Bangladesh’s first floating Liquid Natural Gas (LNG) terminal was launched in 2019, a facility where imported LNG was to be stored and later delivered through a pipeline for everyday use. Situated in coastal Maheshkhali, the terminal was to provide enough gas to produce 3,000 megawatts of electricity. Checking up on these promises, Daily Samakal, a popular Bangladeshi national daily, followed the money and reported finding a web of hidden corporate ownership, questionable financial practices, and official favoritism. Reporters claimed that the company behind the terminal won the job thanks to a no-bid contract, and that the company was itself owned by two US entities registered in Delaware, though the true ownership was shrouded in secrecy. The Daily Samakal team also reported what they say is an apparent multi-million dollar anomaly in the figures of the project’s actual imported goods and import payments made, as well as a complaint about it from the central bank. The company said, in response, that millions of dollars were paid to a French firm for services related to consultancy and assembling machinery.
Lawachara National Park, in northeast Bangladesh, is a semi-evergreen, protected tropical forest. Home to critically endangered apes and more than 300 other species of mammals, amphibians, and reptiles, it also plays a role in helping mitigate climate change. This Jamuna TV investigation reported that politicians — including a senior official of the ruling party and a member of parliament — as well as other influential individuals were involved in misusing critical forest land to establish tea gardens (where tea leaves are grown), tree plantations, and even leisure resorts.
Though the two officials claimed they obtained their land for a tea garden legally, the reporter consulted the local land registry and compared four years of Google Earth imagery to find that the tea garden in question extends far beyond the claimed boundaries. For further research, he went undercover, posing as a resort builder, and found another group showing him forest land they had seized and were now trying to sell. The local forest authority told the reporter that they were unaware of such land grabs and they would look into the matter.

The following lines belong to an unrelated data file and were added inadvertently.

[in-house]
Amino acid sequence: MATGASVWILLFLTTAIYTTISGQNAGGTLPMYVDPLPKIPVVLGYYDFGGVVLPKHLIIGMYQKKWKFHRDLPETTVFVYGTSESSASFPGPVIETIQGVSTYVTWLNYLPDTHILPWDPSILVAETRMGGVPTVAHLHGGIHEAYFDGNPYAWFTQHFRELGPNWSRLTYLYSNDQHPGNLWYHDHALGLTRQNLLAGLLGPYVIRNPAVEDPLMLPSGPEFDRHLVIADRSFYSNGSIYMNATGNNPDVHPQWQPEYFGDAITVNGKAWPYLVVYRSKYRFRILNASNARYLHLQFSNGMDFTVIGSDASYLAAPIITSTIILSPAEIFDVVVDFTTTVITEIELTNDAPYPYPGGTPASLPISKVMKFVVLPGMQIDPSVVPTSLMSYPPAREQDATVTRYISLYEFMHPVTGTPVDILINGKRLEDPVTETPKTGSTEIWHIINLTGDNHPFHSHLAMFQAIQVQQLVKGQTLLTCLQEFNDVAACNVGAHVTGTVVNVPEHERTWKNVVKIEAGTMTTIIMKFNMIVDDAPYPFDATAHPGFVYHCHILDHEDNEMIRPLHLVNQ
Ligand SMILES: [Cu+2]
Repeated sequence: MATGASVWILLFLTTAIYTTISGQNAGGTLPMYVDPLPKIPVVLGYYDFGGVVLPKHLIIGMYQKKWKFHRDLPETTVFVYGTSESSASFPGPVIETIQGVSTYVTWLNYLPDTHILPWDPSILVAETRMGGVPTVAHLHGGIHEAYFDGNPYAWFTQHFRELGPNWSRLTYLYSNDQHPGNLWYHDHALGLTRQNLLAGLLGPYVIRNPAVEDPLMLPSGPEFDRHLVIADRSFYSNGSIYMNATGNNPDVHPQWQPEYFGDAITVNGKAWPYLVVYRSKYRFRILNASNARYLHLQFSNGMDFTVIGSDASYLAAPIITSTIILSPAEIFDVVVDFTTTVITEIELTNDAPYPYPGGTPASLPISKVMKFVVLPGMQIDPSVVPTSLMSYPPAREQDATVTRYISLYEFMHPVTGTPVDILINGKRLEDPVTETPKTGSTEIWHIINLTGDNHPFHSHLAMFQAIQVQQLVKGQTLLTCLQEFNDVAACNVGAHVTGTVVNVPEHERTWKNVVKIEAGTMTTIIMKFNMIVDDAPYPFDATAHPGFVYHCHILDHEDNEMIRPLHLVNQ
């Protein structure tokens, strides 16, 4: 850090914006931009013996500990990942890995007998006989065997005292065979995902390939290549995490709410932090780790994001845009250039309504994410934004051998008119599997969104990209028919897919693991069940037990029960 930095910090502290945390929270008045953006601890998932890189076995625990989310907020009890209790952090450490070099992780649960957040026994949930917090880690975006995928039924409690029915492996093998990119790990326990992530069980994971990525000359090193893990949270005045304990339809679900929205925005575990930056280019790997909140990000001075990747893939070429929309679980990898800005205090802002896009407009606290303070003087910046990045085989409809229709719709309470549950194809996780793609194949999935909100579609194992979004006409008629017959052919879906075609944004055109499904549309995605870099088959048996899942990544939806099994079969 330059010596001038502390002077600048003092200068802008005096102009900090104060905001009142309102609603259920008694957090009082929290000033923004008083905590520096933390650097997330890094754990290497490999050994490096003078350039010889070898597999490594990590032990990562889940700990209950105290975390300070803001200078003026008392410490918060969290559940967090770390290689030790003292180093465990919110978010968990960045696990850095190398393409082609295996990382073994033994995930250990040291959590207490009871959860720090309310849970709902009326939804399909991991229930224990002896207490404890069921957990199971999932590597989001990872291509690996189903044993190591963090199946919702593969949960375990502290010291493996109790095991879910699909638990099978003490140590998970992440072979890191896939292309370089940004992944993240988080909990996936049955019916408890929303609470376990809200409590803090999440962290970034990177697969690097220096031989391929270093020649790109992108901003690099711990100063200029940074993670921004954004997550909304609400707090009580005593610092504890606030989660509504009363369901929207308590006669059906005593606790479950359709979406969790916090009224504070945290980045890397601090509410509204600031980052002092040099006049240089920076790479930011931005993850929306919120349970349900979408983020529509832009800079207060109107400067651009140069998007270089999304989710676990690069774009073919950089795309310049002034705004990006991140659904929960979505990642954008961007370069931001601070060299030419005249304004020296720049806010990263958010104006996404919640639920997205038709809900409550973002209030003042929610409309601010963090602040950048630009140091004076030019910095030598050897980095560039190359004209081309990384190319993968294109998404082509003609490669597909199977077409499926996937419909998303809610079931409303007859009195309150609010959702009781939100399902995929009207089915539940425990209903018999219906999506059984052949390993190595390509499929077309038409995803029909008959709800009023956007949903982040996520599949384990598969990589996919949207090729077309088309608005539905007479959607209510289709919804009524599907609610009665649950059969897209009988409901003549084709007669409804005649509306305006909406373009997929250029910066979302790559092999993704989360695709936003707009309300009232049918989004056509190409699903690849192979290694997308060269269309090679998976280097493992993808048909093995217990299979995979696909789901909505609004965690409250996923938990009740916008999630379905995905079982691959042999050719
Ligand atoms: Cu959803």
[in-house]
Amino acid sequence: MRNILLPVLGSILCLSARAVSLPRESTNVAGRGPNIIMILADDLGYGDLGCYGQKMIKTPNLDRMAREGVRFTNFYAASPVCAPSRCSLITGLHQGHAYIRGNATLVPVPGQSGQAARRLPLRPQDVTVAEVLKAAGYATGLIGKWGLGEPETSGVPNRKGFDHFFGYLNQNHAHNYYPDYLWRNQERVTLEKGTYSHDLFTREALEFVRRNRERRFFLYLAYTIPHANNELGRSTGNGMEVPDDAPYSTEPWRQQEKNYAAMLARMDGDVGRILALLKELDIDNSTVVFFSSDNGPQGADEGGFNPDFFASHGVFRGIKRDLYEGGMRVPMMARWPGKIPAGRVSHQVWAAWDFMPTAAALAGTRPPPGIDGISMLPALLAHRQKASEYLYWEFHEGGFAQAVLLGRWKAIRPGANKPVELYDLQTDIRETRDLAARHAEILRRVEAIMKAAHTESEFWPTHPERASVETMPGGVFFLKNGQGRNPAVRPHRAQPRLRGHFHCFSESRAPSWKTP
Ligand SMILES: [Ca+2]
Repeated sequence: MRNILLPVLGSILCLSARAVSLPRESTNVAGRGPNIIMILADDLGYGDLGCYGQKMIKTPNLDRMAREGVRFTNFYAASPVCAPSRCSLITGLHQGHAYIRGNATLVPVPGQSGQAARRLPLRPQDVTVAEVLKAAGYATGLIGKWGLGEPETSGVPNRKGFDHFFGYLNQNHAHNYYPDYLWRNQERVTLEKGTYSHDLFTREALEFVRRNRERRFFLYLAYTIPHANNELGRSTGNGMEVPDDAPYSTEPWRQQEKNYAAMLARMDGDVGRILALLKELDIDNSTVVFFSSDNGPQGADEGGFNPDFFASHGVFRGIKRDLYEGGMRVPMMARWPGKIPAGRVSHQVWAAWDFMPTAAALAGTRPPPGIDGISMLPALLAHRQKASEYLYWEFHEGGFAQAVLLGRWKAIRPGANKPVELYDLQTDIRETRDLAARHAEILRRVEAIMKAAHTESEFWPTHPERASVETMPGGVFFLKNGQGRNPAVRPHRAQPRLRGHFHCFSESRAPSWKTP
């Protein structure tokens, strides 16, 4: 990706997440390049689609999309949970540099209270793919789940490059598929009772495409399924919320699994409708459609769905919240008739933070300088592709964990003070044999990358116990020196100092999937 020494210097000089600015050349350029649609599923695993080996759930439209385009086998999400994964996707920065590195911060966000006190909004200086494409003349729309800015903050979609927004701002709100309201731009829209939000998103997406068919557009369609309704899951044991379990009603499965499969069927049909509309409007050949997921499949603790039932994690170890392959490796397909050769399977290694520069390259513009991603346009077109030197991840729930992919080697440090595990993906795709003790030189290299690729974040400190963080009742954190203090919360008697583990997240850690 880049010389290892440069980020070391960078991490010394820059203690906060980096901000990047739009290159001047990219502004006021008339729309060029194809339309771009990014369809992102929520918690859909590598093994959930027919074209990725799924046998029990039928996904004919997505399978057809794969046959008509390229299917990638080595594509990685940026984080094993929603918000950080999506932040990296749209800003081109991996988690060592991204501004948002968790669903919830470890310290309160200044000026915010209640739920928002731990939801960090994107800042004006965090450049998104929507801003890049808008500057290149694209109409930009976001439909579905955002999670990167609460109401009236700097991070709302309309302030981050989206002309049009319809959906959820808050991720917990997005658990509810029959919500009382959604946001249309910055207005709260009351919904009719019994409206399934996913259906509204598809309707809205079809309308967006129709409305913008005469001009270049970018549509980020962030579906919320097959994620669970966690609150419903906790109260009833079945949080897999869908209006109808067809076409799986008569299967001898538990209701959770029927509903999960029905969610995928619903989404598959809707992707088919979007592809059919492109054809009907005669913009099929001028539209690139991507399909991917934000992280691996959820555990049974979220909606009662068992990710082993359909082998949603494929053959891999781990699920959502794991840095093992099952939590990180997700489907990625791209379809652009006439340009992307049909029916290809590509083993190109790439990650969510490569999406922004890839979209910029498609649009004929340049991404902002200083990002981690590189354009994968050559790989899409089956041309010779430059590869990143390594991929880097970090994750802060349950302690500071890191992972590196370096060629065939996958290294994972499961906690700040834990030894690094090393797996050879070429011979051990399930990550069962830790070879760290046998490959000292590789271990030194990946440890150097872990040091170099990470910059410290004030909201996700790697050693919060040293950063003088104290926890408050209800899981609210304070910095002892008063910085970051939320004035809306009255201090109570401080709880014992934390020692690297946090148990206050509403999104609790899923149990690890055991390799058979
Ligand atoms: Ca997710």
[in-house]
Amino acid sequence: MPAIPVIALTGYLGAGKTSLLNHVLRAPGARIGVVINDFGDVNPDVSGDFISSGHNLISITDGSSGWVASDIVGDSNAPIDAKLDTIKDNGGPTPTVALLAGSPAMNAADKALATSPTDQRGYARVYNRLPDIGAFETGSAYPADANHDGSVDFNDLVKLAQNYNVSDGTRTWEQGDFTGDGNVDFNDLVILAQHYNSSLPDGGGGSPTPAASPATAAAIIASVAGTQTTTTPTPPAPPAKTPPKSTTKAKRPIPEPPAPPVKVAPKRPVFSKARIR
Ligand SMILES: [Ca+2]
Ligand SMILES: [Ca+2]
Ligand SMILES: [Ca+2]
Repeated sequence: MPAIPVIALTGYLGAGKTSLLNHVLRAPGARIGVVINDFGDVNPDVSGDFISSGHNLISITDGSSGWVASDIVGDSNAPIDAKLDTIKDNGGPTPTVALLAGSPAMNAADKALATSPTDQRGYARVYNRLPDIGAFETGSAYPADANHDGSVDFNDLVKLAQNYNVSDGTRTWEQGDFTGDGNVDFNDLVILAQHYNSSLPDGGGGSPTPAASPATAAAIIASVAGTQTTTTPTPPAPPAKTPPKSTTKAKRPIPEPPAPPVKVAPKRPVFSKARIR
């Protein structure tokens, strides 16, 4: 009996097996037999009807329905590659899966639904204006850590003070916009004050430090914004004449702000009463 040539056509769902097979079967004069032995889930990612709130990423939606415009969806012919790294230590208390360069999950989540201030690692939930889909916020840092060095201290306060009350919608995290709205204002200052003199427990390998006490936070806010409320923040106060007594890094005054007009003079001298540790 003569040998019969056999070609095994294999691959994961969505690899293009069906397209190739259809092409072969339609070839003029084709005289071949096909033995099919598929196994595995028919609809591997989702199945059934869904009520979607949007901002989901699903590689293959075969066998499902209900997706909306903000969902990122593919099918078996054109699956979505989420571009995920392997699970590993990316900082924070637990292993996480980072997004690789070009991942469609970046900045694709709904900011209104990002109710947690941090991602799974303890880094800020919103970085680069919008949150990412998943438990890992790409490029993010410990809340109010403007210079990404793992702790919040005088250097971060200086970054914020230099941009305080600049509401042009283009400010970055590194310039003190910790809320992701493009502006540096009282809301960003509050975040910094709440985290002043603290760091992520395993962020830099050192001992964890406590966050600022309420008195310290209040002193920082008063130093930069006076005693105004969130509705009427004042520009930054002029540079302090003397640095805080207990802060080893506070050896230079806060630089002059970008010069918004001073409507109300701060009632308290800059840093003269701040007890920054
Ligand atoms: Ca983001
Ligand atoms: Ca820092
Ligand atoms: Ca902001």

Harunur Rashid, a local government official, had long made the outlandish claim that someone else was controlling his brain. He managed to convince the local police to file a case against his own sister-in-law and her friend, accusing them of hacking his brain. He also got sympathetic stories published in a national daily — until the Searchlight team of Channel 24 began to investigate. Some of his more absurd claims: his brain was being controlled with a microchip (citing as proof an MRI scan of his head); a frequency scanner beeped when near his head; and someone had repeatedly hacked his email and phone by stealing passwords from his brain.
Searchlight, however, debunked these claims one by one. It went to the hospital to match the MRI scan and found the one presented by Rashid was doctored. That frequency scanner? It was a cheap model that beeped the same when the reporter moved it around his own head and those of others. As for the experts who he claimed helped him recover his online accounts after his passwords were stolen — they were reported to be made-up personas with fake Twitter handles and profile pictures. The investigation into Rashid’s story was a hit: The Searchlight episode received more than 1.6 million views on YouTube.
Miraj Ahmed Chowdhury is the editor of GIJN in Bangla. He worked as the head of program and communications for the Management and Resources Development Initiative (MRDI), a leading media development organization and GIJN member in Bangladesh. He has more than a decade of experience in journalism, mainly in broadcast.